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Idlib, Syria: MSF to scale up its response as tensions reach a new peak
With thousands of people displaced by the military offensive on northwestern Syria’s Idlib province, international medical organisation Médecins Sans Frontières/Doctors Without Borders is planning to step up medical assistance and aid distributions in response to their escalating needs. MSF is also asking Turkish authorities to facilitate the transit of staff and essential supplies into northwest Syria.
More than 948,000 people have been displaced by bombing and shelling on Idlib province since 1 December 2019, according to the UN. Displacement of people on this scale, and in such a short time, is unprecedented since the Syrian conflict began nine years ago.
Most of the displaced people are concentrated in a small area along the Turkish border and are facing a critical situation. Many have been displaced several times already and finding yet another place to stay can be a challenge.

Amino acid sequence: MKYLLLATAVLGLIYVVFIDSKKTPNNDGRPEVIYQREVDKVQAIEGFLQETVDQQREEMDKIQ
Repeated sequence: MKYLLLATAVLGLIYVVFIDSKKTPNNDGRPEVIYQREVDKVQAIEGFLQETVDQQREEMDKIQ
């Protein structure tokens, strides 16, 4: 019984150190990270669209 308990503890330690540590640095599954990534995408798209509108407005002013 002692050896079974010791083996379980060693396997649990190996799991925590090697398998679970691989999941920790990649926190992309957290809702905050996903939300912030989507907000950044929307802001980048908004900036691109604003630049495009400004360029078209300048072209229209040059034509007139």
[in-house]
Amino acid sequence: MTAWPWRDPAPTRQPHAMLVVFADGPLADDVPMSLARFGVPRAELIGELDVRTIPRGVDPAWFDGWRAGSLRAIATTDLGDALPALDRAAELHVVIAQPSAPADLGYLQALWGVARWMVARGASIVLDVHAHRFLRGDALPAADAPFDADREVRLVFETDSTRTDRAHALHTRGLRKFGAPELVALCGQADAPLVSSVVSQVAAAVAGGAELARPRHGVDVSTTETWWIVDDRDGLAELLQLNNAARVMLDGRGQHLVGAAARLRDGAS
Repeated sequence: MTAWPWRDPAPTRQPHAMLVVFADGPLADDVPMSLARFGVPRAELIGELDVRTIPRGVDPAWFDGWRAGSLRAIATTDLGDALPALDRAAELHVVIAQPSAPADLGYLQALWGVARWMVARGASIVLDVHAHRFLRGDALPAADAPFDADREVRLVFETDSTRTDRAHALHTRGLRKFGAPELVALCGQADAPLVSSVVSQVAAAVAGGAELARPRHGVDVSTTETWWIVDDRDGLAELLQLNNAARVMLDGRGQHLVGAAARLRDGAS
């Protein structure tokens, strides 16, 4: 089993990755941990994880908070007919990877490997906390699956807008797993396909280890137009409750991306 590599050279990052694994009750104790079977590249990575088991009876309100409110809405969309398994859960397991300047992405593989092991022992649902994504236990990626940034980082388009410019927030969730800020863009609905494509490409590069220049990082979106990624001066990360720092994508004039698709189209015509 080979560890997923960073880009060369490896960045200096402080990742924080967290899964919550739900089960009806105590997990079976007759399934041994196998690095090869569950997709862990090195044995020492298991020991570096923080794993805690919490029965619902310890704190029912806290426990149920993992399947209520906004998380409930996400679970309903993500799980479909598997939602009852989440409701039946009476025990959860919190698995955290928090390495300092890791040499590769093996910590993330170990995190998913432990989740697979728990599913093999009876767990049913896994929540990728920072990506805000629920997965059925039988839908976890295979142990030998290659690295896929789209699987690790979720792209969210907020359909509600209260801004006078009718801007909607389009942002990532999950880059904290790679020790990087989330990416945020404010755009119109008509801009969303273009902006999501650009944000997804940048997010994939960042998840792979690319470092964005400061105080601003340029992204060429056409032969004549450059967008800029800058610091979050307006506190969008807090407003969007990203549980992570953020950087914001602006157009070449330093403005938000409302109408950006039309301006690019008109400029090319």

The camps for displaced people are overcrowded and water and sanitation facilities are inadequate for the large numbers of people, raising the risk of water-related diseases.
There are too few tents to accommodate the new arrivals, forcing people to sleep in the open or in unfinished buildings and makeshift shelters. People urgently need essentials such as blankets, mattresses and winter clothes.
Steady flow of medical supplies needed
Some people have been in the camps for a couple of months, others arrived in recent weeks. MSF plans to significantly scale up its activities in order to respond to their needs. Over the coming weeks, MSF will focus on distributing essential relief items such as tents, cooking sets, floor mats, and blankets.
The supply of the first batch of tents and relief items is currently being organised for 800 displaced families. MSF is also planning to provide trauma care and to reinforce basic healthcare for the displaced people.
MSF’s ability to step up its assistance will depend on a steady flow of medical supplies and essential relief items reaching northwest Syria, and also on its ability to send in MSF staff to support their Syrian colleagues, most of whom are exhausted after years of working in extremely difficult conditions.
MSF has no permanent presence in Turkey. To be able to scale up its response, MSF asks all relevant Turkish authorities to facilitate the transit of staff and essential supplies into northwest Syria.